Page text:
Electronic Health Records

Attending physician statements (APS) are still heavily relied on for risk assessments of older individuals and policies with higher face values. Electronic health records (EHR) present an opportunity to offset the need for the traditional APS, at a reduced cost in terms of money and time; however, they are still some distance away from seeing significant action in risk assessment. The crux of the EHR is to provide an applicant’s medical history in a coded format. Whereas a quality APS is often at least 20 pages (but can be hundreds, if not thousands), an EHR is a minute fraction of that length. Most elements of the APS, such as medical diagnoses, medications, and laboratory data, can be translated into coded form in the EHR; however, underwriting does lose out on clinical notes, which are extremely valuable in assessing cases such as those involving mental health or substance abuse issues. Lack of older medical history and questionable consistency of coding amongst different doctors/facilities/regions present other challenges for EHRs finding their mark in the risk assessment process. There is a lot of attraction to solving these issues though, in that EHRs can function very well within automated underwriting processes, whereas APS’ do not – by virtue of the time it takes to obtain (and review) traditional medical records. Although they may not be a true substitute for the APS, we can expect EHRs to eventually make their way to some age/amount requirement charts, and potentially even form part of the triage process for Simplified Underwriting programs.

 

Facial Recognition

Facial recognition as a source of insurability data is on the cutting edge of underwriting trends. This approach makes use of the copious quantity of images individuals voluntarily post on public sites. In some geographies, access to CCTV footage may also have a role to play. For instance, an individual applies for a policy as a non-smoker, yet a scan of the internet and facial recognition algorithms shows them recently smoking at a local nightclub. The application is submitted for further review.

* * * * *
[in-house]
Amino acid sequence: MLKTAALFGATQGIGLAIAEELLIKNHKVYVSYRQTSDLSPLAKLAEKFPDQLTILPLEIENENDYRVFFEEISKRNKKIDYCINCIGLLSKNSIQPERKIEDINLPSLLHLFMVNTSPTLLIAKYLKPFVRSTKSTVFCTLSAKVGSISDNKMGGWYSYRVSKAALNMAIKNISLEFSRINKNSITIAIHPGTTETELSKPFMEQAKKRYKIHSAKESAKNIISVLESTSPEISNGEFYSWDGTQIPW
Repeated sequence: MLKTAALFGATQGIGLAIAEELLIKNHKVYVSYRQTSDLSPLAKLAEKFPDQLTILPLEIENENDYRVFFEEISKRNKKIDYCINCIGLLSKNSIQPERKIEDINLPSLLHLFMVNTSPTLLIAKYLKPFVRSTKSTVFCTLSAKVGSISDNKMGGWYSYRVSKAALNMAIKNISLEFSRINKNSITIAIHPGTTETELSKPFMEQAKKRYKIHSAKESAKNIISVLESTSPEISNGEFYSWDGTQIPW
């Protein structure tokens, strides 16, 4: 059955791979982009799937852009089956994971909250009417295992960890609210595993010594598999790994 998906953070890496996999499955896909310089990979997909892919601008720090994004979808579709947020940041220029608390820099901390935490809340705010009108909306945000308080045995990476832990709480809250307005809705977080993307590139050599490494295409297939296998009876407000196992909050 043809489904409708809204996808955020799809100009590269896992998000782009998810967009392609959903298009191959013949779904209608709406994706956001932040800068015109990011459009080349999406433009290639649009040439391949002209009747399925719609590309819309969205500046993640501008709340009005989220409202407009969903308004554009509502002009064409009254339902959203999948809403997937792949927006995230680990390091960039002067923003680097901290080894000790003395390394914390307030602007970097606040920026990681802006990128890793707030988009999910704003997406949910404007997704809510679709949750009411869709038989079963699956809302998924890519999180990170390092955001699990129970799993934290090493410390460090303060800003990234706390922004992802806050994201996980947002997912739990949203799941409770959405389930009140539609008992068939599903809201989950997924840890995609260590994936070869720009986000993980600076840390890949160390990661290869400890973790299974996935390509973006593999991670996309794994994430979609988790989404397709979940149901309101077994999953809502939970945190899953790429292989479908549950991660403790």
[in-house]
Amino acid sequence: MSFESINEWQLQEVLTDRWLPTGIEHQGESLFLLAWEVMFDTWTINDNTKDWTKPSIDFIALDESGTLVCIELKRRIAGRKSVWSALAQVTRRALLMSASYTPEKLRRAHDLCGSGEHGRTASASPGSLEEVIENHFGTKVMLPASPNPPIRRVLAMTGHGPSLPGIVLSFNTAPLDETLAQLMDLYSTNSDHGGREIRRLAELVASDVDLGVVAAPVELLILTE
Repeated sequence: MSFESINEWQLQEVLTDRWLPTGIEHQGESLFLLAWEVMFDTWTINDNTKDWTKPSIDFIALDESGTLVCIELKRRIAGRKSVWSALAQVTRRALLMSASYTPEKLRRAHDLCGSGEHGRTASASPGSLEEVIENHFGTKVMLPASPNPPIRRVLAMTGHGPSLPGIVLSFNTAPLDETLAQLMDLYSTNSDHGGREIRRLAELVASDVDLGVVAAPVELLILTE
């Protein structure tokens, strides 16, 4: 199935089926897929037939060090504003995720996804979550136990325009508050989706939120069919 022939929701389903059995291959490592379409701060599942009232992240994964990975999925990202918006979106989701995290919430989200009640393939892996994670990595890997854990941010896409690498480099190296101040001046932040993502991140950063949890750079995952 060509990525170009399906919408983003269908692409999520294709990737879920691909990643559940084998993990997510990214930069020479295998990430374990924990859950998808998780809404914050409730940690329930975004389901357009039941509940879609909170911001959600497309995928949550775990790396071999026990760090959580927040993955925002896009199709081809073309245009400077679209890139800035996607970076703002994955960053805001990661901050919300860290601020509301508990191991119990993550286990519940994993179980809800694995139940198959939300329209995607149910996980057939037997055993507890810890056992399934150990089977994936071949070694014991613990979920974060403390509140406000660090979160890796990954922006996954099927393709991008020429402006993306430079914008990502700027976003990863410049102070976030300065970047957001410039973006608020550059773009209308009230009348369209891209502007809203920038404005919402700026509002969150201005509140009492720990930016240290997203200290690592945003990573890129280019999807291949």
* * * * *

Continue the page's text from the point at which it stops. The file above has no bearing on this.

There are significant barriers to developing this software for use in an insurance risk assessment. Facial recognition software is not perfect, which raises the risk of false identification. However, we can expect that issue to be resolved as technology advances. Of more significance in some geographies are the concerns over consumer privacy. We don’t expect this approach to take root in geographies like North America that place a high value on individual privacy. However, at least one insurer in China is employing similar facial recognition technology during the applicant interview process. In the setting of a recorded camera interview, the software is designed to pick up on telltale cues that can identify when the applicant is knowingly lying or omitting material information. 

 

Learn More About Underwriting Trends

These are just a few snapshots of current and potential electronic sources of information, below are some additional links that may help. If you’d like to discuss how RGAX can help you transform your underwriting process or foster innovation across your organization, reach out to us. We’d love to explore the opportunities with you.

 

Additional Resources:

Written by: Elliott Dickson

Elliot is Lead Underwriting Consultant at RGAX, supporting the RGAX Underwriting Solution Services team. He leads consulting projects, offering his expertise to advise clients on underwriting best practices and supporting them as they define and implement solutions. Elliott supports production underwriting and continuously mentors RGAX underwriters with guidance on technical and business inquiries. A graduate from University of Toronto, Elliott holds degrees in both the life sciences and philosophy.